The sauna is an integral part of daily life in Finland. It’s much more than just a place to sit, sweat and relax; it’s woven into the social fabric, a place where families and friends gather for a chat or the latest gossip. There’s an average of one sauna per household in Finland! I’ve been told that the sauna even functions as a place where informal business meetings are held and decisions are made. As soon as I heard that, images of Nokia executives discussing the latest mobile trends in the sauna quickly sprung to my mind. Fact is, the Finns love their saunas.
The sauna gondola in Ylläs
On my recent trip to Ylläs (map) in Lapland (northern Finland), I had the opportunity to experience a variety of saunas, from the traditional wood-fired type to the modern electric-powered cabins. However, there was one sauna that was unlike anything I’ve ever experienced: the sauna gondola!
Located in the ski resort village of Ylläs in Finnish Lapland (150km north of the Arctic Circle), the sauna gondola is operated by Sport Resort Ylläs and runs on the 2km-long ski lift that brings skiers from the base station to the top of Ylläs, about 800m above sea level. I would’ve loved to see the puzzled expressions on the faces of Doppelmayr’s engineers (the world’s leading ropeway engineering company) when they were commissioned to build a ski-lift in Ylläs and include a custom-built sauna gondola. That’s right, a sauna cabin on a ski-lift! I’m quite sure the engineers doubted the mental state of their Finnish client upon hearing this requirement. However, the engineers rose to the challenge and built the gondola in accordance with the specifications of the Finns, the one and only sauna gondola in the world!
Experiencing the sauna gondola
The ride on the sauna gondola starts at the top of Ylläs when the ski-lift shuts down for skiers in the evening. I was transported to the top in the VIP gondola which comes equipped with a television screen and a small bar, another quirky touch.
Once at the top, I was led to the changing room which has an adjacent sauna, a shower area and an outdoor jacuzzi. I changed, had a shower, then grabbed a drink from the well-stocked refrigerator and hopped into the sauna. I was warm and ready for the sauna gondola after ten minutes. With nothing more than a towel draped around my waist, I was led outside to the ski-lift station in sub-zero temperatures (it was minus 12 degrees Celsius or 10 degrees Fahrenheit). I hardly felt the chill. The sauna gondola awaited us, with the temperature inside hovering at around 80 degrees Celsius (170 degrees Fahrenheit). The two sets of doors were closed and off we went. I don’t have any photos or a video of the experience – it would’ve been crazy to take my camera with me into the boiling sauna! – but this promotional photo sourced from Ylläs should give you an idea.
The gondola glided silently over the snow-covered slopes of Ylläs, the lights of Ylläs village illuminating the lower slopes. In the distance, I could see mile after mile of forests, interspersed with frozen lakes and small communities. Ylläs looked simply magical in the soft glow of the Arctic twilight.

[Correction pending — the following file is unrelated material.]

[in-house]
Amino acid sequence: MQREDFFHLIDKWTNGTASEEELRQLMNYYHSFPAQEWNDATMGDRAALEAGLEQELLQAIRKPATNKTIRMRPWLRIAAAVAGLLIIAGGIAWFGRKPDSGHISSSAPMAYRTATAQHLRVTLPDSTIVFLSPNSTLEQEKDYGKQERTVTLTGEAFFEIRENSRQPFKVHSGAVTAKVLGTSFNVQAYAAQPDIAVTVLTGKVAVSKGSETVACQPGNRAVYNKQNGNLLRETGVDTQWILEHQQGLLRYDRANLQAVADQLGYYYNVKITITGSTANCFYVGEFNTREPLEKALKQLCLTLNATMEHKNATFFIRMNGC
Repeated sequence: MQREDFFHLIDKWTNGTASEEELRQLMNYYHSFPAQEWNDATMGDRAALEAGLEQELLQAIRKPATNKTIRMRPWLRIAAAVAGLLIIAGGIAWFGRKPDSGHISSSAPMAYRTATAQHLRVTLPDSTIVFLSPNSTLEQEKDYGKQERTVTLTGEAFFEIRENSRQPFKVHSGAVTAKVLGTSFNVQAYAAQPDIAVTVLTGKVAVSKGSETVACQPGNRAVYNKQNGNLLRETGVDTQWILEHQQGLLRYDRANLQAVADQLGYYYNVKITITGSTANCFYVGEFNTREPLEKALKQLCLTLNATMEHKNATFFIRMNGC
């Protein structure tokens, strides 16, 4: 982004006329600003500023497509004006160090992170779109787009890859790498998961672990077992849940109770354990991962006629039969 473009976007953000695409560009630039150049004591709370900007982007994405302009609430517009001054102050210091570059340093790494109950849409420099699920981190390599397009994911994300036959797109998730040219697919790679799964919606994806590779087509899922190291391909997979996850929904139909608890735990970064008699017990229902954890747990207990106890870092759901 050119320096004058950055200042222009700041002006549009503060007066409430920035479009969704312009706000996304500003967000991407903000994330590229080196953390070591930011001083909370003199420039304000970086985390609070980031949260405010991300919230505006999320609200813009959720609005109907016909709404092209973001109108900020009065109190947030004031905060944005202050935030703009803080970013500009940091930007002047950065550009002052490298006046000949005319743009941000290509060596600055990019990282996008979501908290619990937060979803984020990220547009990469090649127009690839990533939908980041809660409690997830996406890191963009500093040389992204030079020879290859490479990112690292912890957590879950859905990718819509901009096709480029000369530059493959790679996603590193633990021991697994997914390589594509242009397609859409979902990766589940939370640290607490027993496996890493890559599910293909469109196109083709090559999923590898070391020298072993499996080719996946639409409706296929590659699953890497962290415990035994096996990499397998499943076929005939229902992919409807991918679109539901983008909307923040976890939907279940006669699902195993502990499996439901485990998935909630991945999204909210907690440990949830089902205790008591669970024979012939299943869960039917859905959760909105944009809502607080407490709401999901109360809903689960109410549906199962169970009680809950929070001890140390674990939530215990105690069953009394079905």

As the sauna gondola is only operated after skiing hours, we had the entire ski-lift to ourselves. It was so serene. I sipped on my cold drink, took in the views and engaged in an animated conversation with my guides. We took turns heating up the sauna and we talked about the sauna culture in Finland. They told me that if it became too hot in the cabin, a little window could be opened, but there was no need for it. The intense heat relaxed my body and when I felt too hot, I simply took a big sip of my cold drink. It was hard though to tear my attention away from the stunning scenery outside. When we reached the base station 13 minutes later, the doors opened and we hopped outside onto the platform. During the day, this platform is packed with skiers queuing for the ski-lift but now, it was silent and we walked around the platform in the snow, barefoot and dressed in nothing but our towels!
We hopped back into the gondola for the ride back up the fell. Back at the top, we disembarked from the gondola and headed for the outdoor jacuzzi. As I sat there, I couldn’t help but think how perfect it would be if the northern lights came out to dance for us. Alas, it was too cloudy that evening. After our soak in the jacuzzi, we made our way back to the sauna gondola for another unforgettable round-trip.
Riding the sauna gondola sounded quirky at first. However, when I saw this little engineering marvel and experienced two round trips in it, I realised that this was a truly unique way to enjoy a sauna, a lovely conversation and the stunning views of the Laplandic fells. If I had another chance, I’d do it again in a flash!
The sauna gondola package costs EUR 1,350 but split amongst up to twelve people, it’s certainly affordable. The package includes use of the sauna facilities (and jacuzzi) and round-trips in the sauna gondola for two hours.
Getting there: the closest airport to Ylläs is in Kittila, about a 45-minute drive away. There are scheduled flights from Helsinki as well as a variety of chartered services from various points in Europe.